Listen to Your Body
Every athlete will inevitably cope with an injury at some point in their career, and I have been dealing with one this past summer, so I thought I'd share some thoughts on dealing with injuries. I had an abdominal injury this summer that was spurred on by a running race I did in June. It took almost all summer to fully heal.
It seems that injuries are a part of elite sports, and although cross-country skiing is a relatively low-injury sport compared to others, it is still a sport that requires repetitive movements and uses the entire body.
I have learned a lot over the years about dealing with injuries, and the most important thing I've learned is to listen to your body. As athletes, we are wired to keep pushing ourselves, but when injuries arise, you must respect the signs your body is sending you and give yourself the time and rest required to heal. Often, injuries start out as small nagging pains that we tend to ignore, and they gradually become worse and can develop into serious injuries.
To truly heal, you have to take a step back and look at the big picture. For example, missing a week of training now to rest up and recover may save you missing a month of training later on down the road had you not taken the rest required. I took my fair share of time off this summer in order to let the injury heal, and not aggravate it. The same can be said in a larger time frame. Some injuries require you to perhaps miss an entire season, but in the big picture, especially for young athletes, this is only one season in an otherwise long and healthy ski career.
Modifying my training was a big part of my plan this summer. I had to make many adaptations to my training plan in order to accommodate my injury. I was unable to use my abdominals for a long time, so this meant no double-poling. Instead, I discovered I could spend a lot of time striding uphill, both on rollerskis and on foot (ski walking). So, for the majority of the summer, I did uphill striding, and I would say I'm feeling stronger than ever in my Classic stride! It's about continually finding the positives in any situation. Another modification to my training was doing no high-end intensity or speed work. But looking at the positive side, this meant more volume training and Zone Three work to build up a more substantial base of fitness.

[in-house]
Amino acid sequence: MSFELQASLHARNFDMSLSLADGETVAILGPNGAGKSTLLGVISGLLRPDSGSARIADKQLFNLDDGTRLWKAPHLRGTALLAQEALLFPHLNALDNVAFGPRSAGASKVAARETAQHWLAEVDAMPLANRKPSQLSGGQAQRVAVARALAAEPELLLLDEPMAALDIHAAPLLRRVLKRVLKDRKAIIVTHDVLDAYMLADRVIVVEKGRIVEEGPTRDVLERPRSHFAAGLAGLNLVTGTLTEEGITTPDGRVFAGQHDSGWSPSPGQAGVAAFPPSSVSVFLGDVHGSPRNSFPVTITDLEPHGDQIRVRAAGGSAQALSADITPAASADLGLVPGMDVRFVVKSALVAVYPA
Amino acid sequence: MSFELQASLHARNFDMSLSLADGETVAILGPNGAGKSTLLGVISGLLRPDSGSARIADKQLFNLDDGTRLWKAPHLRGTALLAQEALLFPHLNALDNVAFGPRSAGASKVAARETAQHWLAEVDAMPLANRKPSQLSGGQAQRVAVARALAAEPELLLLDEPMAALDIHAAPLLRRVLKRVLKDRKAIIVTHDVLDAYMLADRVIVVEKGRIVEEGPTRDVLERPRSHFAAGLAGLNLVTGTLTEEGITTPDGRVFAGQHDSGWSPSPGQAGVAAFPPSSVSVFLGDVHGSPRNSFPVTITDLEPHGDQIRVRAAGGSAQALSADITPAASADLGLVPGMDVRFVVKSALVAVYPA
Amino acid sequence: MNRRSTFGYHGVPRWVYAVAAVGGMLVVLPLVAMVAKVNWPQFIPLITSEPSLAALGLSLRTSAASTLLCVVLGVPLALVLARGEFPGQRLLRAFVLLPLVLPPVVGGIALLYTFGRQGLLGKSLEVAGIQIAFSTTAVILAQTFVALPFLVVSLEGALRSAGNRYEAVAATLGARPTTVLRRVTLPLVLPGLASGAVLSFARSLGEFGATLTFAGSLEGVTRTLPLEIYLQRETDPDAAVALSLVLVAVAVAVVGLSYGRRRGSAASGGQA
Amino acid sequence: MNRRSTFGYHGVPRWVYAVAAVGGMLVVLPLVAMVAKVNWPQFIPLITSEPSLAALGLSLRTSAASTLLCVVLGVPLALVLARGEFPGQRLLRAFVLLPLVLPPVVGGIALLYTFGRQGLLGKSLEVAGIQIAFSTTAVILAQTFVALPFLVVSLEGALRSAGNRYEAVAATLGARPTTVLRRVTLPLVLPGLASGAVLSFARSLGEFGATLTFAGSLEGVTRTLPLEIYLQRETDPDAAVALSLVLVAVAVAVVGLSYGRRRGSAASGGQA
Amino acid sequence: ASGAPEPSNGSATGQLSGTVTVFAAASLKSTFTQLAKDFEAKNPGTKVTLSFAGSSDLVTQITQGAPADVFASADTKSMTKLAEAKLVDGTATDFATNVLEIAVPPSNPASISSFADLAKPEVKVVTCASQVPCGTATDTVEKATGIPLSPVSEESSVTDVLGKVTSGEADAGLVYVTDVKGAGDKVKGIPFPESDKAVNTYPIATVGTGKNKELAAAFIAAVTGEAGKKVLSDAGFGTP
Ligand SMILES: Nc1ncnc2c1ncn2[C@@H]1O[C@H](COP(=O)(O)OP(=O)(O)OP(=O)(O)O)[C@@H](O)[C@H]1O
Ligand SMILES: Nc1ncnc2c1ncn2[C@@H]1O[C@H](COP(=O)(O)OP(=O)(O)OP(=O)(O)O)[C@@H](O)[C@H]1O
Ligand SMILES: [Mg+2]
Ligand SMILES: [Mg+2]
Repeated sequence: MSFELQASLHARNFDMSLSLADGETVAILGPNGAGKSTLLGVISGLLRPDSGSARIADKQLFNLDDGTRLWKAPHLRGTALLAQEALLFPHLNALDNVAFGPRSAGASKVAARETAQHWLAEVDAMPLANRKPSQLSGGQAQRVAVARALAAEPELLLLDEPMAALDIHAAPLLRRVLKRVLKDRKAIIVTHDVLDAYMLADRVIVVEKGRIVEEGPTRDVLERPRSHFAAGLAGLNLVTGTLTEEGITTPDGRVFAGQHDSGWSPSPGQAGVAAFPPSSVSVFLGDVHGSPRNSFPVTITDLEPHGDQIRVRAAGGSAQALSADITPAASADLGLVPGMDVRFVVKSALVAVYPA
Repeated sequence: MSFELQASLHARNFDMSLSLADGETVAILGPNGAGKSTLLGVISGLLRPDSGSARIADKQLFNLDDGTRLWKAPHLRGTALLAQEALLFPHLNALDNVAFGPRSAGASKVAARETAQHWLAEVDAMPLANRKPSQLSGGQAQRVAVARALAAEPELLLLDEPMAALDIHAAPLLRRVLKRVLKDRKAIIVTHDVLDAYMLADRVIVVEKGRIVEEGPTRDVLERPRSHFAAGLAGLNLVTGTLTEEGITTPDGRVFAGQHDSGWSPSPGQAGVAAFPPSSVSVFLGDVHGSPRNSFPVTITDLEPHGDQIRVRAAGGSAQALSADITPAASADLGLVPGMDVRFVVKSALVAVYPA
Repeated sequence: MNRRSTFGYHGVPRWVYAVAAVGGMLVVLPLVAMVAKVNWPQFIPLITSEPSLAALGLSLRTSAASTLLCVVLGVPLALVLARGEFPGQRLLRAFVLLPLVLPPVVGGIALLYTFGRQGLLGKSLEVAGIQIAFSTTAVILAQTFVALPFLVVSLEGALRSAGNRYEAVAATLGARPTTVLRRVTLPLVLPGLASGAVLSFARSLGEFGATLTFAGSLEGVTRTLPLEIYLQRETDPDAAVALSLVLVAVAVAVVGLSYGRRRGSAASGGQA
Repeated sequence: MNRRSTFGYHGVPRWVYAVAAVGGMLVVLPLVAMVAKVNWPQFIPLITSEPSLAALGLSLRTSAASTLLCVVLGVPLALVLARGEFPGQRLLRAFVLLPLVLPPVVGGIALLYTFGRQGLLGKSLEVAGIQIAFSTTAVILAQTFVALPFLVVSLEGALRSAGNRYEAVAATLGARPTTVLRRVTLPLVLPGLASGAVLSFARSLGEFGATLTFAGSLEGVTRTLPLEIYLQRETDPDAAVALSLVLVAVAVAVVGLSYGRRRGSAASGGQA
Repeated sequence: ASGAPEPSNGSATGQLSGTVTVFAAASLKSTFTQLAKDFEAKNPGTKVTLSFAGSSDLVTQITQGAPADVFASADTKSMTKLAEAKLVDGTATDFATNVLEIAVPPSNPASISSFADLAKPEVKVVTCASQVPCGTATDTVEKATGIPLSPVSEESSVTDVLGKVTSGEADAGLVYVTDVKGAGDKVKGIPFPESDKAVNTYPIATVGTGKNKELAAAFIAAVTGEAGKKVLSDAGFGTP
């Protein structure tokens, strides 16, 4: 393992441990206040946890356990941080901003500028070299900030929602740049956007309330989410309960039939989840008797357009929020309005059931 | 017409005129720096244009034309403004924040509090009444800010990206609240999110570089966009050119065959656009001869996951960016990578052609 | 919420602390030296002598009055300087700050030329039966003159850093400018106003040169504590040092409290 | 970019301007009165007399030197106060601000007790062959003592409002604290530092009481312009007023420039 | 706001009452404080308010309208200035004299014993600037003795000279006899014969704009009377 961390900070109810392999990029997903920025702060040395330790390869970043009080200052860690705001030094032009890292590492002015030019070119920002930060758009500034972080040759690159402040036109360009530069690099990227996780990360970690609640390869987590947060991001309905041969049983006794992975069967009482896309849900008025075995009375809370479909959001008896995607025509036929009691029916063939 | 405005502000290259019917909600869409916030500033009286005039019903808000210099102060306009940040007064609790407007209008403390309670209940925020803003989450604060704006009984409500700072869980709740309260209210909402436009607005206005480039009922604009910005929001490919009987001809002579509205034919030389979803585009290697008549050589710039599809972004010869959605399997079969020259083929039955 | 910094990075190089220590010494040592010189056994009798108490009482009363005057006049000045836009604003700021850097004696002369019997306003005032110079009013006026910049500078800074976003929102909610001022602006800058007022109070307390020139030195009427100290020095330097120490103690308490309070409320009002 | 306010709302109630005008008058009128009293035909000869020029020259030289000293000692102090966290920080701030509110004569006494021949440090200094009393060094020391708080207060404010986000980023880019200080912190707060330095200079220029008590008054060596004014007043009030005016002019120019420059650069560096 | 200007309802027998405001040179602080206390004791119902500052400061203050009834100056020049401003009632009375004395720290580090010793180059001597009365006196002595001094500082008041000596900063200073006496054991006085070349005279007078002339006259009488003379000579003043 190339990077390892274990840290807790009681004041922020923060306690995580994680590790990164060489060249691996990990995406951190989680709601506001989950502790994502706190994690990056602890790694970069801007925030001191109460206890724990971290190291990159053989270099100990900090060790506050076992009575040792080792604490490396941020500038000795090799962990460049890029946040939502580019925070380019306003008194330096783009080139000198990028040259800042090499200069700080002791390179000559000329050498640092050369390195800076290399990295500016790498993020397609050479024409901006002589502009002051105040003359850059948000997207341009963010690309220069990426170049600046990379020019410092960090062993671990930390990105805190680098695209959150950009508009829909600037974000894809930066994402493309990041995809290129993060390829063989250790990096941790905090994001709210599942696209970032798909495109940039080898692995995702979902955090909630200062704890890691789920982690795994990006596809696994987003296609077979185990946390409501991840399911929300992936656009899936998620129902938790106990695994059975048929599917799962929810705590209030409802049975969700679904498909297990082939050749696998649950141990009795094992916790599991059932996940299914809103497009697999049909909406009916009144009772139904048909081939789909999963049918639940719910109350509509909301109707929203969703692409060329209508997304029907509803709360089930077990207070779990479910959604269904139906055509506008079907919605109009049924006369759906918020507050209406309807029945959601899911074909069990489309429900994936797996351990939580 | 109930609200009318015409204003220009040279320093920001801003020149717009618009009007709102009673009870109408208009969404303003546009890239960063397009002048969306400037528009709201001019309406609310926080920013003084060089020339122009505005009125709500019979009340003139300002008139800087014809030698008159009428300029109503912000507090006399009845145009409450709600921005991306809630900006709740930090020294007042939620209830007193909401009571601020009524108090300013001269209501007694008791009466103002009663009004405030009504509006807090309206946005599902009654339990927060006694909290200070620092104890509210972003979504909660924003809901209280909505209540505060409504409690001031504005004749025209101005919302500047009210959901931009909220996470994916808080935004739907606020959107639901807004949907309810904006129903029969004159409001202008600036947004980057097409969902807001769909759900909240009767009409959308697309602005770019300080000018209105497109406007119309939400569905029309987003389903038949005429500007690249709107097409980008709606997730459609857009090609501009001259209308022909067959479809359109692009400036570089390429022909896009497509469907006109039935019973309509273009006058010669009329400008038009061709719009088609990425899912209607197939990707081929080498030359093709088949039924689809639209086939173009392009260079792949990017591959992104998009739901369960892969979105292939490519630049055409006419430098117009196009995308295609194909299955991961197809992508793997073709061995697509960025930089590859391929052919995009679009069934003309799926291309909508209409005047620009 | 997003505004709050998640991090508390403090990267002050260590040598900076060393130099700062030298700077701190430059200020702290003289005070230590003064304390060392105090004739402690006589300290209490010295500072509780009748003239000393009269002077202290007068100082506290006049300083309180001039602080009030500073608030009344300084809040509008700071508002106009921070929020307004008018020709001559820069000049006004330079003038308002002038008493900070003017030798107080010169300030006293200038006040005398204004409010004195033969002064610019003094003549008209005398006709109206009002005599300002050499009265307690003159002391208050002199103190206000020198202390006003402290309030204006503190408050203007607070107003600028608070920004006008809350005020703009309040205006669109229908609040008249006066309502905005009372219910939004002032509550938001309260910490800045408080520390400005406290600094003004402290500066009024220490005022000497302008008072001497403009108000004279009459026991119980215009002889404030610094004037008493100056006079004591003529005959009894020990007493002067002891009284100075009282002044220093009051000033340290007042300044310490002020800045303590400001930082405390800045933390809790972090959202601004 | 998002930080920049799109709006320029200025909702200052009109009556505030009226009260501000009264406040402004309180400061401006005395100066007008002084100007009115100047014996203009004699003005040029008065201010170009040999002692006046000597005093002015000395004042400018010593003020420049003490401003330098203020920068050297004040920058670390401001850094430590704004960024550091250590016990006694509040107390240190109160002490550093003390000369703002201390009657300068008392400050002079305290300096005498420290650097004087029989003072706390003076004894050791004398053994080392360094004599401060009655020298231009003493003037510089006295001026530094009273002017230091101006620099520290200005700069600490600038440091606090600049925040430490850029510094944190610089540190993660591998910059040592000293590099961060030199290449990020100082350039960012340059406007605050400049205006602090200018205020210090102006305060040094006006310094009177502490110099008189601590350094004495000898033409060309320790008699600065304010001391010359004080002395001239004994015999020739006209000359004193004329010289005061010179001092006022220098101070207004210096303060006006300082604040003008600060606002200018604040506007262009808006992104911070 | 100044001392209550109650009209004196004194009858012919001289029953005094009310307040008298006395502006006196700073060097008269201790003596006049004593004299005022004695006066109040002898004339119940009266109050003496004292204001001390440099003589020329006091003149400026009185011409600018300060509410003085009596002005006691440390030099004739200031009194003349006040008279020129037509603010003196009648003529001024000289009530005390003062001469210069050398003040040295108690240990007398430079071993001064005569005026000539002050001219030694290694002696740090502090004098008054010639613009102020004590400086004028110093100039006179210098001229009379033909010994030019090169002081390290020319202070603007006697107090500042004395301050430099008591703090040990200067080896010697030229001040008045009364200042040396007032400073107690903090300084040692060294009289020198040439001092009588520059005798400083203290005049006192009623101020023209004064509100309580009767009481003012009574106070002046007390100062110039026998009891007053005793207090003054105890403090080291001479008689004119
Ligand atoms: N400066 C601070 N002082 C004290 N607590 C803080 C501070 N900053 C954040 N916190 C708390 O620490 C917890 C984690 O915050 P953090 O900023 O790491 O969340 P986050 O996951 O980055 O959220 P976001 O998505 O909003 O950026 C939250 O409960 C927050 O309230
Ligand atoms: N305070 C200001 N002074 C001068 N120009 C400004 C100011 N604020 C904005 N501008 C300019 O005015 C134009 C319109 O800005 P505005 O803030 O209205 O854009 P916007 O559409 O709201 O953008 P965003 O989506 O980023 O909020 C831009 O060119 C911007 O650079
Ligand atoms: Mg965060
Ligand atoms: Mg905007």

Another thing I learned when dealing with my injury is just how lucky I am to have such a great support team. I had so many people helping me return to health, including massage therapists, a physiotherapist, an osteopath, as well as my friends, family, teammates and coaches. They encouraged me to keep looking at the big picture, see the positives and help me to fully recover, for which I am very grateful.
I don't wish injuries upon anyone, but should they occur, I hope you listen to your body, find the positives, see the big picture and heal up quickly!
Wishing you good health!
After having to modify off-season training due to injury, Emily Nishikawa was back in competition at Lillehammer.